Linda enjoys tending her plants and flowers. She has written a variety of gardening articles about flowers, arid plants and shade plants.
While some gardens are blessed with perfect soil, most are less than ideal. After several years of planting, even the best soil eventually becomes depleted of nutrients. Your garden relies on a number of important elements to create a beautiful show of blooms and a bumper crop of vegetables. If your garden is sandy, acidic, or full of heavy clay you can create a healthy environment by amending the soil with the right components. Here are four easy ways to improve your garden for the upcoming growing season.
Ways to Enrich Your Garden Soil
- Cover Crops
- Wood Ash
- Mineral Fertilizers
Composting is a great way to reuse garbage scraps and keep them out of the landfill. Compost will boost your soil’s nutrients and improve its overall quality. These organic materials are comprised of decomposed matter such as vegetable peels, fruit waste, coffee and tea grounds, grass clippings, eggshells and leaves.
To get the mix just right use an equal amount of green and brown matter. Adding earthworms will assist the other microorganisms by aerating the soil and supplying valuable oxygen. Amend your soil with the compost in preparation for spring planting.
Don’t turn your nose up at manure. Believe it or not it is nitrogen rich and is the best and healthiest way to improve your soil versus chemical fertilizers. Cow, chicken, rabbit, horse and sheep manure contains a variety of other nutrients like phosphorus and potassium from herbivorous animal waste.
This type of crude fertilizer must be steam treated to kill harmful bacteria and aged properly by allowing it to dry completely. Mix it well into your soil several weeks before planting.
3. Cover Crops
If you don’t prefer animal manure, cover crops are just as effective. In agricultural terms, cover crops also known as green manure are made up of plants plowed under and mulched back into the soil to improve its structure and fertility. Green manure is a common practice in organic gardening.
Use buckwheat and lacy phacelia in the summer and vetch, daikon, and clover in the fall. Once these crops emerge and flower it’s time to quickly work them into the soil. As the plant waste decomposes under the surface it will continually enrich the soil throughout the growing season.
4. Wood Ash
Take leftover ash from your fireplace or wood stove and save it to boost your garden soil. Not many people know about using wood ash as a fertilizer. It provides important micronutrients and helps absorb toxins within in the soil.
Ash is made up of small percentages of potassium, lime, phosphorus, magnesium, aluminum and sodium. Due to the small amounts of elements, wood ash is often referred to as a low-grade fertilizer but it works very well in conjunction with other amendments. The ashes also improve acidic soil by raising the pH.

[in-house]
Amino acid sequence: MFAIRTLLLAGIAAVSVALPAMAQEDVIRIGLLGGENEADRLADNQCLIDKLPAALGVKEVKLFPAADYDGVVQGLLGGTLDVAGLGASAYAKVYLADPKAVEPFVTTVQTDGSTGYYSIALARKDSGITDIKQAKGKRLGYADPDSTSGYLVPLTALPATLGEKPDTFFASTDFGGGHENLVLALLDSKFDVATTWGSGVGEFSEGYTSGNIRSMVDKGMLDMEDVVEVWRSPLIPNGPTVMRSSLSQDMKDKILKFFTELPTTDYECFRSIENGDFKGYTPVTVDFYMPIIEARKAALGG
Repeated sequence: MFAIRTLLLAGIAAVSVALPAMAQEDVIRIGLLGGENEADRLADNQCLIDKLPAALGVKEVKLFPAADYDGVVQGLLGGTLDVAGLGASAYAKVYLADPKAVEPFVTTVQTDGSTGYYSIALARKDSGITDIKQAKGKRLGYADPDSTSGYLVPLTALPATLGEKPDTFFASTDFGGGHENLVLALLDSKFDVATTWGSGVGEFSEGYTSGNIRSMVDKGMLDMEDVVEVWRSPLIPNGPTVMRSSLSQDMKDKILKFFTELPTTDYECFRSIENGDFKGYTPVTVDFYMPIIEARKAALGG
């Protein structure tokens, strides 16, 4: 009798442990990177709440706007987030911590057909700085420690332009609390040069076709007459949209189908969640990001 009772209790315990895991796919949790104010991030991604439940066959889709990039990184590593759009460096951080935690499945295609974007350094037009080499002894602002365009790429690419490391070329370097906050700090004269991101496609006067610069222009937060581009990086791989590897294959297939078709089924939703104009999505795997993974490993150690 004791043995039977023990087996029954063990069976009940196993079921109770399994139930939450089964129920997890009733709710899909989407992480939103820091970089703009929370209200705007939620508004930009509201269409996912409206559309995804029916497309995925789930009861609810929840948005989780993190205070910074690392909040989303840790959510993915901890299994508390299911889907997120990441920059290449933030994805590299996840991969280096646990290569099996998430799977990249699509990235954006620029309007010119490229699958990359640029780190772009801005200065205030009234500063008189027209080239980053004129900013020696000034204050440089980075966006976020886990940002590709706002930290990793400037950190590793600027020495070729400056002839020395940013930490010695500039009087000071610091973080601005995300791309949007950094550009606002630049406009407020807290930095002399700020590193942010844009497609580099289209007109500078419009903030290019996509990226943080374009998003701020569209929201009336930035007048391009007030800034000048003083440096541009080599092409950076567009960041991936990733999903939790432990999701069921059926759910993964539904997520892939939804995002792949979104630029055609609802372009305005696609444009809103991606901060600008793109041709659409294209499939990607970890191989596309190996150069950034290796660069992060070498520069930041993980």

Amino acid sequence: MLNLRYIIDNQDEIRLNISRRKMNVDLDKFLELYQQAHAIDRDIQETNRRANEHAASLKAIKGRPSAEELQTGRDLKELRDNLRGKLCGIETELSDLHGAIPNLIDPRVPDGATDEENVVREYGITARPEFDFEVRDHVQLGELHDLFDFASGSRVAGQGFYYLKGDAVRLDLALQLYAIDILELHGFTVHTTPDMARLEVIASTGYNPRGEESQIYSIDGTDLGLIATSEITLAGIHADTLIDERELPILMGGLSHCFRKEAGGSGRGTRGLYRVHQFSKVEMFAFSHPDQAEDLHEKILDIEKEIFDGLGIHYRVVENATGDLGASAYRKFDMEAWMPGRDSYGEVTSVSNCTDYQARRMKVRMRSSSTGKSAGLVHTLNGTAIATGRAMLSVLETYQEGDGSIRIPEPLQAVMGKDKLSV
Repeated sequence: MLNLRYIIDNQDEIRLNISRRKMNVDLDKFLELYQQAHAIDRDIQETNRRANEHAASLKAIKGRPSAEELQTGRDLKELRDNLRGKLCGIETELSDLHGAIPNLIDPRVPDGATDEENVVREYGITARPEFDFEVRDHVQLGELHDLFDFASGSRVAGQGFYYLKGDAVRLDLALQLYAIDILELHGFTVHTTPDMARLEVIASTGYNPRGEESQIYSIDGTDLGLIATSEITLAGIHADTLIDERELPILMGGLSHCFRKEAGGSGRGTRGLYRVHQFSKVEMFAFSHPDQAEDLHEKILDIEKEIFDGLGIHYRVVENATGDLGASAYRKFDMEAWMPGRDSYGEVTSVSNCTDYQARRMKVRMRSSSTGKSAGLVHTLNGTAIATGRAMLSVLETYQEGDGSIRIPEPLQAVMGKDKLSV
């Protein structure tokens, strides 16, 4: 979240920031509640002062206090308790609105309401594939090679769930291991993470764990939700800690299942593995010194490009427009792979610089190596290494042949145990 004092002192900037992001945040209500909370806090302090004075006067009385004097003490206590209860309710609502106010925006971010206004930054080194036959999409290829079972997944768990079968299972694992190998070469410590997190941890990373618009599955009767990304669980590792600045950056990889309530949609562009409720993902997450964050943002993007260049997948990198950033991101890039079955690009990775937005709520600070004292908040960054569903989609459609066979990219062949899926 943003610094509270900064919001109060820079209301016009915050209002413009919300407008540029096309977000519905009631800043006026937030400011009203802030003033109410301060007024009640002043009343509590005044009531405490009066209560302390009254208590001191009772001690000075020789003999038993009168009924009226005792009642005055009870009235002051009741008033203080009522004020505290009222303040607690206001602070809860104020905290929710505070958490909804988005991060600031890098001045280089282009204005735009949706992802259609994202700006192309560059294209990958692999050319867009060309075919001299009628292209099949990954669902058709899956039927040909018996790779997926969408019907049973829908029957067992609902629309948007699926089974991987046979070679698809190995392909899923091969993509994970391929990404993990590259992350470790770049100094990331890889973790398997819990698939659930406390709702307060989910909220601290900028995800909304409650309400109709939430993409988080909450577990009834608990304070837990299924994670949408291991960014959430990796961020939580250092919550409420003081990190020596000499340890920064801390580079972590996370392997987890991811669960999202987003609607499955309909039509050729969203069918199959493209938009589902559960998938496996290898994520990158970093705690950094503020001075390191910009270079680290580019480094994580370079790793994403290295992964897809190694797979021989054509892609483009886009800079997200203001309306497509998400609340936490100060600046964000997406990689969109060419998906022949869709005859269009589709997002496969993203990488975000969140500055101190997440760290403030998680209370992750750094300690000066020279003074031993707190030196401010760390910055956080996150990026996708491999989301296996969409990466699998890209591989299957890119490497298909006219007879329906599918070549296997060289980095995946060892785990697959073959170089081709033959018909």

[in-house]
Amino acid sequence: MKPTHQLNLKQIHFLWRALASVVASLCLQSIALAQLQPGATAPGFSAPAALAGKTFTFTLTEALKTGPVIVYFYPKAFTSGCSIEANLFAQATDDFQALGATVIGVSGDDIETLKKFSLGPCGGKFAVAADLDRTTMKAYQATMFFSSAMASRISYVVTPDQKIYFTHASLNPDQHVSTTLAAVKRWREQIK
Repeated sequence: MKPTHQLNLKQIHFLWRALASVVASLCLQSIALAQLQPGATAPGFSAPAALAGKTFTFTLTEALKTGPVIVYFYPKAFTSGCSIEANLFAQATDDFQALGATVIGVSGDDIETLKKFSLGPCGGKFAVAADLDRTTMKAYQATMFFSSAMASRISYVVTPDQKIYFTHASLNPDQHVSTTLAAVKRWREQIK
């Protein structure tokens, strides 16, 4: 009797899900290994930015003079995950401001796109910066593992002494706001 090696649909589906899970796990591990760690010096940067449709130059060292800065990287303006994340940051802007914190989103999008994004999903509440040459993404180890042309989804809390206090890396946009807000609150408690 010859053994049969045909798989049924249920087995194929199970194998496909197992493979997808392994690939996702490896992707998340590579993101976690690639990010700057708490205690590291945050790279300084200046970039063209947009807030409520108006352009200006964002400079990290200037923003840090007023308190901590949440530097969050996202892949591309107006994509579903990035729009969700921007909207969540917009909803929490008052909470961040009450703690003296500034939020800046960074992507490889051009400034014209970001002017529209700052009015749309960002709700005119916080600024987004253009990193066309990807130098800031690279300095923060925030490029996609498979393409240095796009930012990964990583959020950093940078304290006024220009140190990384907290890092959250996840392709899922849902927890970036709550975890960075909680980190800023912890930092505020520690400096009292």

5. Mineral Fertilizers
Shell meal fertilizer consists of pulverized bones and shells from crabs and a variety of shellfish. It's a good source of calcium, phosphorus and trace minerals for your backyard garden. Shellfish fertilizer also has chitin from crustaceans which naturally discourages harmful garden parasites and nematodes.
Another mineral called rock phosphate is a slow release fertilizer. It contains phosphorous, lime, calcium, and trace elements. The stone is crushed into small particles that won't filter through the soil. Its mineral content remains stable until plant roots absorb nutrients from the pulverized rock.
Iron potassium silicate, known as greensand is an organic fertilizer found in shallow sea beds that consists of marine deposits. It is a popular organic fertilizer and conditioner that helps soil retain water and improves plant health. The smooth light green grains of sand are rich in potassium, iron and a range of micronutrients.
This content is accurate and true to the best of the author’s knowledge and is not meant to substitute for formal and individualized advice from a qualified professional.
Questions & Answers
Question: How much of each 6 ingredients do I need?
Answer: Compost, manure, mulch, cover crops, worm castings and natural nutrient amendments.
© 2019 Linda Chechar
Start a Conversation!
Linda Chechar (author) from Arizona on March 09, 2019:
Marie Flint, it's amazing that you've used virtually all of the soil nutrients I mentioned in this article.
Marie Flint from Jacksonville, FL USA on March 09, 2019:
Beans are good to grow because they put nitrogen into the soil.
When I was living on the east side of town, I worked the soil for three years. I had everything going for me--a neighbor with horse and cow manure, a Speedway on the corner for coffee grounds, a fire pit on the west side of the house for ashes. There were plenty of weeds and fresh fruit and vegetable scraps from the kitchen. I was the "Compost Queen."
Then my daughter decided to move. Now I'm faced with overgrown hedges and vines, neglected trees, sandier soil, fire ants, and the awful sense that my efforts don't count.
However, my spirits have been lifted by the 30-year effort of Prince Charles at Highgrove House. https://www.youtube.com/watch?v=LbJgNXgppkI I have had no desire to go to England, but the future King of England's patience and wisdom have changed my mind--I'd love to get the chance to work along some of those gardeners and witness man-and-nature's creativity first-hand!
Linda Chechar (author) from Arizona on March 09, 2019:
Liz, I recently learned about the wood ash. It's a great way to recycle ash from the fireplace.
Liz Westwood from UK on March 09, 2019:
This is a useful guide. I had not heard of wood ash or using cover crops before in this way.